Wind energy is one of the fastest growing major sources of new electricity around the world. In 2015, clean wind energy grew by 23 per cent in Canada, representing over $3 billion in investment and creating 10,500 jobs. In 2015, Canada’s installed capacity surpassed the 10,000 MW threshold, establishing the industry’s position as a mainstream source of cost-competitive and reliable electricity supply.
Every Canadian province is now benefiting from clean wind energy.
Interactive image courtesy of the European Wind Energy Association (EWEA)
Did You Know?
- Wind energy is growing in more than 90 countries around the world at an average annual rate of 22 per cent a year because governments, citizens and electricity system operators alike have found a reliable, clean, and safe form of energy … and at a good price.
- The Canadian Hydropower Association, Canadian Solar Industries Association, Canadian Wind Energy Association and Marine Renewables Canada came together with Clean Energy Canada to establish the Canadian Council on Renewable Electricity. The Council engages in research, collaboration and communications initiatives to encourage dialogue for increased use of Canada’s abundant renewable electricity resources. Download a copy of Powering Climate Prosperity: Canada’s Renewable Electricity Advantage for the Councils recommendations on steps Canada must take to prevent average global temperatures from rising above two degrees Celsius.
- The Trottier Energy Futures Project looks at the changes we can make today to build a low-carbon, sustainable energy future for Canada while taking into account economic, social and environmental concerns.
- Globally, a collaboration initiative of energy research is trying to understand how individual countries can transition to a low-carbon economy through The Deep Decarbonization Pathways Project.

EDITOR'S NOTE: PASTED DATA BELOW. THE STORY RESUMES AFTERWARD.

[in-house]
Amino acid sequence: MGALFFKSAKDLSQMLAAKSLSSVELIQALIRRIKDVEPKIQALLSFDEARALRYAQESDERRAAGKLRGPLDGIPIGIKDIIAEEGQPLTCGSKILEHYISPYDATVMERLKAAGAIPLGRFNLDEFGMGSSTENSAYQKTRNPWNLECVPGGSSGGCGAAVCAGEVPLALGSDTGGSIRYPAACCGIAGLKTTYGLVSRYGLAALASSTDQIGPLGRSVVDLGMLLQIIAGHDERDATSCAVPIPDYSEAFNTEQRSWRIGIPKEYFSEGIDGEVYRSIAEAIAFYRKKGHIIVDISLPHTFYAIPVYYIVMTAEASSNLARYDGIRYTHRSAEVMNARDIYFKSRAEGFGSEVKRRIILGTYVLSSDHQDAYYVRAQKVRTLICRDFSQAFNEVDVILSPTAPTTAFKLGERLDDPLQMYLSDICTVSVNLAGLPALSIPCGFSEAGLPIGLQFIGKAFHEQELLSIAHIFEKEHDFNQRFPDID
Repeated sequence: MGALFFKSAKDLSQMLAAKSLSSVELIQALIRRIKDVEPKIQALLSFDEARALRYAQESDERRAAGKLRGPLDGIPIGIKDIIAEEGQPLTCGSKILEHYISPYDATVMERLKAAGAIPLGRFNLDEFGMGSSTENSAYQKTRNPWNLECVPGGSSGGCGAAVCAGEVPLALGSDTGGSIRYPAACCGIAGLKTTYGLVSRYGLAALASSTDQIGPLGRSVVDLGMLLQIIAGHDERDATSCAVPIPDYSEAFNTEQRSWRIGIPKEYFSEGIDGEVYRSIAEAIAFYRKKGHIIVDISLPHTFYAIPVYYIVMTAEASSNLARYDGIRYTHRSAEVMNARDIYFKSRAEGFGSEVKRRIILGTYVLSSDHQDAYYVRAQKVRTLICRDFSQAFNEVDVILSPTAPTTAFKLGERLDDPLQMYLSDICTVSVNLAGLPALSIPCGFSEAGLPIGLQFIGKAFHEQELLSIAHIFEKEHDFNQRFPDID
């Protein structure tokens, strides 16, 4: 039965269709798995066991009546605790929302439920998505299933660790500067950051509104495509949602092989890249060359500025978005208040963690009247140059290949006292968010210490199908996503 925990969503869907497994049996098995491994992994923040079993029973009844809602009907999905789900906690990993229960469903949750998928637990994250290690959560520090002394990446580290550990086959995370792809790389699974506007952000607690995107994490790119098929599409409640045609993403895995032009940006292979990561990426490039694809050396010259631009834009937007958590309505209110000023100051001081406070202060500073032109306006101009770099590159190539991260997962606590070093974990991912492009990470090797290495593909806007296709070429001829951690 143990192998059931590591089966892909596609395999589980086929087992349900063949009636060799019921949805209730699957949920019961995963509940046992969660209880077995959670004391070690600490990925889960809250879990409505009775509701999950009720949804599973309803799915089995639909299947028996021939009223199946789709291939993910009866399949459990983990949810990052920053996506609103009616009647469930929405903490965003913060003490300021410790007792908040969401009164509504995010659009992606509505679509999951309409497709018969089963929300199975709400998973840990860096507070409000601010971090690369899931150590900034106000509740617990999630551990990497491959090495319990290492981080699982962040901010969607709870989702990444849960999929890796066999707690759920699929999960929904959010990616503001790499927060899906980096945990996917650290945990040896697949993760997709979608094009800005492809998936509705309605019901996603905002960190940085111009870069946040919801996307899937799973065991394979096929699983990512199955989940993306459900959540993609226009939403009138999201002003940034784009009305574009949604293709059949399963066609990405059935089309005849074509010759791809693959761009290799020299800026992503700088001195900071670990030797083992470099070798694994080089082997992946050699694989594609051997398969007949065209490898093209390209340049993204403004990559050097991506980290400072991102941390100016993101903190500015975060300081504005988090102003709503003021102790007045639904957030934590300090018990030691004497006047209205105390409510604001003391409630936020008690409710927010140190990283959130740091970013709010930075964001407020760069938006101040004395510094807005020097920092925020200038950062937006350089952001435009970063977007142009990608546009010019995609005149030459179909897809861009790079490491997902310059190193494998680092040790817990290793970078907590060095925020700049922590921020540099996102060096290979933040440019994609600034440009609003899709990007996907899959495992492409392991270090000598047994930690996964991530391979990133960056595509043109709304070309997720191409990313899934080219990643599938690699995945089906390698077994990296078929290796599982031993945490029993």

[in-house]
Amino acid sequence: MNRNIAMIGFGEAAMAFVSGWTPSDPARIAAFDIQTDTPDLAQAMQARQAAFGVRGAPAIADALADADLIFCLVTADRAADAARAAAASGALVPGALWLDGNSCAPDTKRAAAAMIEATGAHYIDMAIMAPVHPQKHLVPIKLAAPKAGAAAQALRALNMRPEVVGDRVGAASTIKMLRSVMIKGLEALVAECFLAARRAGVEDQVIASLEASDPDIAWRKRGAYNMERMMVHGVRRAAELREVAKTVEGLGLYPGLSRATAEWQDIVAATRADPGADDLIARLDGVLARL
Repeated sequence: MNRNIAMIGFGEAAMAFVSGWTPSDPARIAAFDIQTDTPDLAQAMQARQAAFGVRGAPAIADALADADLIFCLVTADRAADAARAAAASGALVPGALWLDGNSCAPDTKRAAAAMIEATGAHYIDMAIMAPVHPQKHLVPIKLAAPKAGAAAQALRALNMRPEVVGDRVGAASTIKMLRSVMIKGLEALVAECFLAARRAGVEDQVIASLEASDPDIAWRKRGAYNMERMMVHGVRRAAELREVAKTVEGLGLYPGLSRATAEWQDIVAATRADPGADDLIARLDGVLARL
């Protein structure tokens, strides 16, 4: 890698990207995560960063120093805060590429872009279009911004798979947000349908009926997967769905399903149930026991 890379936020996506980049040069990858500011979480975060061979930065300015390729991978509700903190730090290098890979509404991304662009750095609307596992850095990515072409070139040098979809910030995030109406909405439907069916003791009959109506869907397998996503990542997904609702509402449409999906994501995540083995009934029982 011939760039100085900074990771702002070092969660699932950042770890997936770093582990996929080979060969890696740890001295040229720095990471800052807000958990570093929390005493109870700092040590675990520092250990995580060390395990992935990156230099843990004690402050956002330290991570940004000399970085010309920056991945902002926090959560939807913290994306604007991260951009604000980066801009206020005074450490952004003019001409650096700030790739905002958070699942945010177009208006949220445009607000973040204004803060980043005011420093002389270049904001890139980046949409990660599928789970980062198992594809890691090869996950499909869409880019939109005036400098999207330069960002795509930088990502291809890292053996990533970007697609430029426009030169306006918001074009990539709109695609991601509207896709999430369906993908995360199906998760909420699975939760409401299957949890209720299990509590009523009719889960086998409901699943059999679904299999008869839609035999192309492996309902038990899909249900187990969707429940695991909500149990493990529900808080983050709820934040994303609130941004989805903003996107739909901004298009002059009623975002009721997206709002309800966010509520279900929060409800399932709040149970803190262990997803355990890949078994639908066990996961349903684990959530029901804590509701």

Wind turbines work on the same principle that allows airplanes to fly. The wind doesn’t push the blades, but passes over them. The resulting pressure difference between the upper and lower surfaces creates lift, which causes the rotor to turn.
As the blades of a wind turbine turn, the kinetic energy of the wind is converted into mechanical energy, which is transmitted through a drive shaft to an electrical generator in the nacelle. The resulting electrical current travels via underground cables to a substation, where it is converted to a higher voltage for the larger electricity transmission or distribution grid. From there, it’s delivered to the electric utility and customers.
Find out how a wind turbine works by using the Harness the Power of Wind interactive image at the top of this page.
Did you know?
- The blades typically start to turn when the wind speed reaches approximately13 km/h and shut down when the winds become too strong, usually around 90 km/h. That operating range means wind turbines produce electricity approximately 85 per cent of the time. How much they generate at any given point depends on the wind speed.
- Wind farms are designed to last 25 years or longer and modern turbines require very little maintenance.
- Often at the end of their life, wind turbines are “re-powered”, which involves replacing older equipment with newer technology; the re-powered wind farm will then last another 20 -25 years after that.
Did you know?
According to the Independent Electricity System Operator (IESO), wind energy’s contribution to the Ontario electricity system continues to climb. At approximately five per cent of the province’s electricity demand, Ontario was the first jurisdiction in North America to eliminate coal as a source of electricity generation.
Did you know?
- Based on real world operational experience, most electrical grids can obtain at least 20 per cent of their total electricity from wind energy without having to make substantial changes to the existing electrical grid. In fact, in some jurisdictions such as Denmark, wind has at times supplied 100 per cent of the electricity needs of the country.
- “The experience of countries and regions that already have a high wind penetration (from 5 per cent to 20 per cent of gross electric energy demand) has been that the existing reserves are deployed more often after wind power is added to the system, but no additional reserve capacity is required”. (Wind Power Myths Debunked, Milligan et al., IEEE, 2009 v. 7, no. 6’)